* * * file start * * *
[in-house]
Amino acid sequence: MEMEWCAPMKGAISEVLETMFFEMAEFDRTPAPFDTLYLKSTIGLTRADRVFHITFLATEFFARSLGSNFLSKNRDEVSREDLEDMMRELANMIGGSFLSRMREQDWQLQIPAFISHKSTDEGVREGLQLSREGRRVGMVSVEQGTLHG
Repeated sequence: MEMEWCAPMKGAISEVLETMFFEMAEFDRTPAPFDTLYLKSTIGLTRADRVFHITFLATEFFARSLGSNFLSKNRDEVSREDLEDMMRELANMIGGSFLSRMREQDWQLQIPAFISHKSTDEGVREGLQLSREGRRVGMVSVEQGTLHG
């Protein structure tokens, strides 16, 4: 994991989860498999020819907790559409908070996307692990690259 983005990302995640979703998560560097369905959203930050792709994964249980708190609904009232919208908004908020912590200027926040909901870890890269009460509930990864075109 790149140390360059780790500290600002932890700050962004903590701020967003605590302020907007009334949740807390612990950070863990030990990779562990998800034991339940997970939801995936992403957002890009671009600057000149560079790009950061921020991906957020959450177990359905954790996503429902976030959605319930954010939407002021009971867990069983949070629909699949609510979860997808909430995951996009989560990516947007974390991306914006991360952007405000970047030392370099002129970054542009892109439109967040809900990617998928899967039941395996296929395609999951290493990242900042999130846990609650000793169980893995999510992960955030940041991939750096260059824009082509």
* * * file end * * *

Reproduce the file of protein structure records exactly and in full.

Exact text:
[in-house]
Amino acid sequence: MEMEWCAPMKGAISEVLETMFFEMAEFDRTPAPFDTLYLKSTIGLTRADRVFHITFLATEFFARSLGSNFLSKNRDEVSREDLEDMMRELANMIGGSFLSRMREQDWQLQIPAFISHKSTDEGVREGLQLSREGRRVGMVSVEQGTLHG
Repeated sequence: MEMEWCAPMKGAISEVLETMFFEMAEFDRTPAPFDTLYLKSTIGLTRADRVFHITFLATEFFARSLGSNFLSKNRDEVSREDLEDMMRELANMIGGSFLSRMREQDWQLQIPAFISHKSTDEGVREGLQLSREGRRVGMVSVEQGTLHG
């Protein structure tokens, strides 16, 4: 994991989860498999020819907790559409908070996307692990690259 983005990302995640979703998560560097369905959203930050792709994964249980708190609904009232919208908004908020912590200027926040909901870890890269009460509930990864075109 790149140390360059780790500290600002932890700050962004903590701020967003605590302020907007009334949740807390612990950070863990030990990779562990998800034991339940997970939801995936992403957002890009671009600057000149560079790009950061921020991906957020959450177990359905954790996503429902976030959605319930954010939407002021009971867990069983949070629909699949609510979860997808909430995951996009989560990516947007974390991306914006991360952007405000970047030392370099002129970054542009892109439109967040809900990617998928899967039941395996296929395609999951290493990242900042999130846990609650000793169980893995999510992960955030940041991939750096260059824009082509």